What lies beneath that grudge?

Can grudges be of any use? Let us unpack them a little to find out.

Why do people do something with a grudge? In some cases, a grudge could be that person’s reaction to underlying injustice. Such as the poor boy who has to clean tables in a restaurant while most kids around him are going to school. Or lovers whose marriage is forbidden by society for caste or racial reasons.

In others, expectations plant the seed for a grudge. When reality gets in the way of those expectations, people harbour grudges. We all expect to have tolerable neighbours and good bosses. When we end up with an obnoxious neighbour who plays loud music late at night, or a boss whose temperament is fickle, a grudge could be the end result.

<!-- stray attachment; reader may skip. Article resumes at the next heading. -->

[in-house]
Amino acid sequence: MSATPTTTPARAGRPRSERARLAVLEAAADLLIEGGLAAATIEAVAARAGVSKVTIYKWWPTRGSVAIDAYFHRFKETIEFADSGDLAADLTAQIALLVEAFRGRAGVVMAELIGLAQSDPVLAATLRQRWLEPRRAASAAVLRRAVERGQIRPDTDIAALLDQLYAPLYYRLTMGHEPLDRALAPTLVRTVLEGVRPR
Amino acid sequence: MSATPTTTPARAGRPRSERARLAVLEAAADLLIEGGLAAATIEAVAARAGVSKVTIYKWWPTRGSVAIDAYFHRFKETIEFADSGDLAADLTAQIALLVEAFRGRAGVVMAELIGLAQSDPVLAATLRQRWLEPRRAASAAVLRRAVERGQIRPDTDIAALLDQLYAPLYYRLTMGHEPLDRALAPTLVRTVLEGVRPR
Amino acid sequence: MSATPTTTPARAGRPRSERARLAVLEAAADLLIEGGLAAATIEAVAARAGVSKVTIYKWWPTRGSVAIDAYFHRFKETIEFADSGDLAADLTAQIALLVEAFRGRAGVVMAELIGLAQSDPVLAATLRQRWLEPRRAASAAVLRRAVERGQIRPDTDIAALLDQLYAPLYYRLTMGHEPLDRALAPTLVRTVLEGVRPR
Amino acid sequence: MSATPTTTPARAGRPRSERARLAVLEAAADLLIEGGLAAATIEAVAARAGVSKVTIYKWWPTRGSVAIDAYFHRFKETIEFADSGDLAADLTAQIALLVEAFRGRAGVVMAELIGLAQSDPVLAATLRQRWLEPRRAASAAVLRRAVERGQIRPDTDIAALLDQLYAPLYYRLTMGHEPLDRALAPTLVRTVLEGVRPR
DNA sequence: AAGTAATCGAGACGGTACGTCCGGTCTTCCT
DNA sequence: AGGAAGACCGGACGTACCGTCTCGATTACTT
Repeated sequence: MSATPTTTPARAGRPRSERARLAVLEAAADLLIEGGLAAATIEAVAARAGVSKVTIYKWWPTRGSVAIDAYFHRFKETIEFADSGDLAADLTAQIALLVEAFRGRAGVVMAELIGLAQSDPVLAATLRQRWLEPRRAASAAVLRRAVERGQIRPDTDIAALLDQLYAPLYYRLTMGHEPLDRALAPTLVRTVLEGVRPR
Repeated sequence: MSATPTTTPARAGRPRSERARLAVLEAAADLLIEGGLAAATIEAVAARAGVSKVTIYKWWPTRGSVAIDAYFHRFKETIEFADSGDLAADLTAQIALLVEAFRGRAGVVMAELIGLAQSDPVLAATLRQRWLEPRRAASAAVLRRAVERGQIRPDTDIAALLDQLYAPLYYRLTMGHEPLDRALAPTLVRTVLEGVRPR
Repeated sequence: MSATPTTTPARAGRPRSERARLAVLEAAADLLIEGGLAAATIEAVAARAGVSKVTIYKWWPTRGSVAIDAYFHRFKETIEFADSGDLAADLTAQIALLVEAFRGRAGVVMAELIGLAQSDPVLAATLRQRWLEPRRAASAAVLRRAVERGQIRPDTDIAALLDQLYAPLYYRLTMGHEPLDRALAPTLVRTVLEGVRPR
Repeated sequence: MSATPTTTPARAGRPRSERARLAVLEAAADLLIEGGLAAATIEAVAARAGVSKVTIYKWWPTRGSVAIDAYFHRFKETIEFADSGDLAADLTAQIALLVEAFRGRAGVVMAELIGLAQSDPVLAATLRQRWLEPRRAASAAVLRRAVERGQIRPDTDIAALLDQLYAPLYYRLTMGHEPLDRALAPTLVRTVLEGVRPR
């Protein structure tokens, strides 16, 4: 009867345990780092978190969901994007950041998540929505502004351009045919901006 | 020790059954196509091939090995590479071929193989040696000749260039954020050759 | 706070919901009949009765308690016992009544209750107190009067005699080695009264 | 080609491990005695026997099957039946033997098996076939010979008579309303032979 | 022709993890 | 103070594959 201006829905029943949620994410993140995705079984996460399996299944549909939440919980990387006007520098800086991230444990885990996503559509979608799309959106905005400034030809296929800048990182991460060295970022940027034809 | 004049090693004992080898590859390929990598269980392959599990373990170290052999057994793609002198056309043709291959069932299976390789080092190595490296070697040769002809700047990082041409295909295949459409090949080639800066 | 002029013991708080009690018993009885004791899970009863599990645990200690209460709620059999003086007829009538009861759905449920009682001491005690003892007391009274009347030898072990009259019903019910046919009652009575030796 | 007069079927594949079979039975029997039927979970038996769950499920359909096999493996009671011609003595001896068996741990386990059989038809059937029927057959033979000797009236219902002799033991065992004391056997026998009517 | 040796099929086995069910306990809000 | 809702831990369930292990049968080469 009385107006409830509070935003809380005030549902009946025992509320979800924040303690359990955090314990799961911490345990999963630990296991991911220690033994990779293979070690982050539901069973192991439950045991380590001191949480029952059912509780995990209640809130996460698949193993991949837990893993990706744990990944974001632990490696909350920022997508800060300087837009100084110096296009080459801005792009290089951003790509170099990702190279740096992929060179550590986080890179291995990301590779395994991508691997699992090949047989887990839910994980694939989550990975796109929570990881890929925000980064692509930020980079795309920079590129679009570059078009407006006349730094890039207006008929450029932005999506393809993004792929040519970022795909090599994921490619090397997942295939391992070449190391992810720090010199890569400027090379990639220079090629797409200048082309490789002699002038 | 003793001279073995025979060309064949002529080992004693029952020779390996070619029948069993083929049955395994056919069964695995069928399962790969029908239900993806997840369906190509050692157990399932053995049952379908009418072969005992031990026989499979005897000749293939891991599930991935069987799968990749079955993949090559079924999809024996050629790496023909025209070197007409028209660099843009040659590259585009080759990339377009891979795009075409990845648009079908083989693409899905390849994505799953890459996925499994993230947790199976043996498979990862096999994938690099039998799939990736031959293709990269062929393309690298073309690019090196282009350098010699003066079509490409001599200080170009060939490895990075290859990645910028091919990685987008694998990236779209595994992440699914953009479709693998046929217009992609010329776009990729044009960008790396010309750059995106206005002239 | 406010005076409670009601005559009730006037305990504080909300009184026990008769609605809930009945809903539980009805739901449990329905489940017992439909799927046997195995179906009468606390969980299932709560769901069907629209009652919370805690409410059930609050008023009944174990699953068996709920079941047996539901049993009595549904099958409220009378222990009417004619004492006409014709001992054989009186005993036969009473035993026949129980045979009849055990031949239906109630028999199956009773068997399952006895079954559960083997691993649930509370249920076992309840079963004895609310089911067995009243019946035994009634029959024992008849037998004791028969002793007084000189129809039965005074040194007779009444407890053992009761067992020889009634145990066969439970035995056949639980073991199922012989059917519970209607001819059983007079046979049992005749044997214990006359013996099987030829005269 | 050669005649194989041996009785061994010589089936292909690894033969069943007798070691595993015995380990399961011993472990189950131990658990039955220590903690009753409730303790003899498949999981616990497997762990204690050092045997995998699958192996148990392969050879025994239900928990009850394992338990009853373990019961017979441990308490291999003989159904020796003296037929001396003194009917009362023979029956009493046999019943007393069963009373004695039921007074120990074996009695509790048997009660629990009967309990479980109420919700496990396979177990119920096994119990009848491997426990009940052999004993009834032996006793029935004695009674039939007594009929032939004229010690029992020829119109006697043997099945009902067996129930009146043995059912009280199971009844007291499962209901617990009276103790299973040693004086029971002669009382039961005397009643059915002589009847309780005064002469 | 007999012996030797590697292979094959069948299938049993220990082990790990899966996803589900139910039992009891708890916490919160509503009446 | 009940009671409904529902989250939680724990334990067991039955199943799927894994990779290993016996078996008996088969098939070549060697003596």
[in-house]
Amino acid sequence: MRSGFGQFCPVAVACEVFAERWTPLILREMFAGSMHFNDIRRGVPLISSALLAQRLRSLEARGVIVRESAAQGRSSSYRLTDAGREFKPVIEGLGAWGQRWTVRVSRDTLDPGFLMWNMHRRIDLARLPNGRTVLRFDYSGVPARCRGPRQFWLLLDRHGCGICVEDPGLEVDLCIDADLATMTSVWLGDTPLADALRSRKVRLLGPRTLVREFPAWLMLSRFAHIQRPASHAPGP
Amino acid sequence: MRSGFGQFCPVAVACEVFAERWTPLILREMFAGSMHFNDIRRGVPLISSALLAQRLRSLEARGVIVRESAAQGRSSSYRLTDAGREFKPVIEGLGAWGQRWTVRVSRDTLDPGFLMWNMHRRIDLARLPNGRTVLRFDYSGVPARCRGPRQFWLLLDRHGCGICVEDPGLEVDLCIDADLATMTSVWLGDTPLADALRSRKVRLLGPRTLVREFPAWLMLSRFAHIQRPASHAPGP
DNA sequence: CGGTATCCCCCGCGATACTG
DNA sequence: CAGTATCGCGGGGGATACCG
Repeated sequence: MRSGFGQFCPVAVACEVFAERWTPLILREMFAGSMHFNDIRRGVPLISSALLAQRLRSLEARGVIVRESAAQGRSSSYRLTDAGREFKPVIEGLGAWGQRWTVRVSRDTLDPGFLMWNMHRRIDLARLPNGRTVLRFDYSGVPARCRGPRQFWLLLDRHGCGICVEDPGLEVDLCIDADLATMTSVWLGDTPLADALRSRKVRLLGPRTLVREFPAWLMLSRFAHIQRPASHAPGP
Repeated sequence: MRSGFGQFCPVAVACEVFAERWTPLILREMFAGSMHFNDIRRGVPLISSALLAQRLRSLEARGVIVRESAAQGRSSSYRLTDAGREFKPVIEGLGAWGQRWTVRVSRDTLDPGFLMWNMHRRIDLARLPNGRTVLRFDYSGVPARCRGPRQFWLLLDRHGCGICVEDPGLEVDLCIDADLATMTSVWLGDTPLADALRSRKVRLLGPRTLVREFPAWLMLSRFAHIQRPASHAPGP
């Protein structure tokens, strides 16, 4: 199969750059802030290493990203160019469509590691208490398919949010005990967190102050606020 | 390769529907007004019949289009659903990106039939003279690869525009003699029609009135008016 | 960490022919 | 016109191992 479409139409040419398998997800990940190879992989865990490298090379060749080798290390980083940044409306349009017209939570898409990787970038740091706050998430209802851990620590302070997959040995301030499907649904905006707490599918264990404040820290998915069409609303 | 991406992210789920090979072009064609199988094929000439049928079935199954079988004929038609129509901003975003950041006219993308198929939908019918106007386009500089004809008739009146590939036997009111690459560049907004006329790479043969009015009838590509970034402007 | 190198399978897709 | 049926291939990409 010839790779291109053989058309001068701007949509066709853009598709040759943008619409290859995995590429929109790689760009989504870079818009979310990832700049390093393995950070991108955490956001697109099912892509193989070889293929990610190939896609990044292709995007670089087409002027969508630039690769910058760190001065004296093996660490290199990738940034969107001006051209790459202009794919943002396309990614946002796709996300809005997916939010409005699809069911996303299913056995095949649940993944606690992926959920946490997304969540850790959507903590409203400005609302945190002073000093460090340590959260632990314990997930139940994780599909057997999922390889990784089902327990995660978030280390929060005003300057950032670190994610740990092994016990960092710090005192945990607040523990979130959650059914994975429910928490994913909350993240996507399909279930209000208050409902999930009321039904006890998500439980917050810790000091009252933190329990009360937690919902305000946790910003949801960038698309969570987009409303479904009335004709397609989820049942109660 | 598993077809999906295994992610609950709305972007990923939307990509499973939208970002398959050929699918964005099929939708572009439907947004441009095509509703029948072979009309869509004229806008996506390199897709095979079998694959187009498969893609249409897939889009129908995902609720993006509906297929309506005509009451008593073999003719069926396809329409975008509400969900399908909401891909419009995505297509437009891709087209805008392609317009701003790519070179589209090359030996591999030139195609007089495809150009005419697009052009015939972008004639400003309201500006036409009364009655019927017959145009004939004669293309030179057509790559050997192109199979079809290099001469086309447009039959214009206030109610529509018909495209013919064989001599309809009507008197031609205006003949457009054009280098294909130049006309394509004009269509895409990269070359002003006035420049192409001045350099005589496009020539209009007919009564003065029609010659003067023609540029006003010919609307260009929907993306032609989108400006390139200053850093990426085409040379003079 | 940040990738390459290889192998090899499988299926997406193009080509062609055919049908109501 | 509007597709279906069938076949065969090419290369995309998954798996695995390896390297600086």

All grudges happen due to a feeling of indignation and our helplessness to deal with it. It denotes a lack of freedom that is either denied or not exercised. In case of the boy who is forced to work at an early age, it is freedom denied. With obnoxious neighbours or bosses, to some extent, it is freedom not exercised. In such situations we have several alternatives rather than to grit and bear the situation – to confront our neighbours or change our bosses. Our expectations are creatures of our own making, and we have the freedom to honour them or change them. A grudge here is an indication of our abdication of this freedom.

A grudge serves to inform us of either underlying injustice or sub-par expectation management. Either way, it is a reminder to change the status-quo, which we are often bound by.

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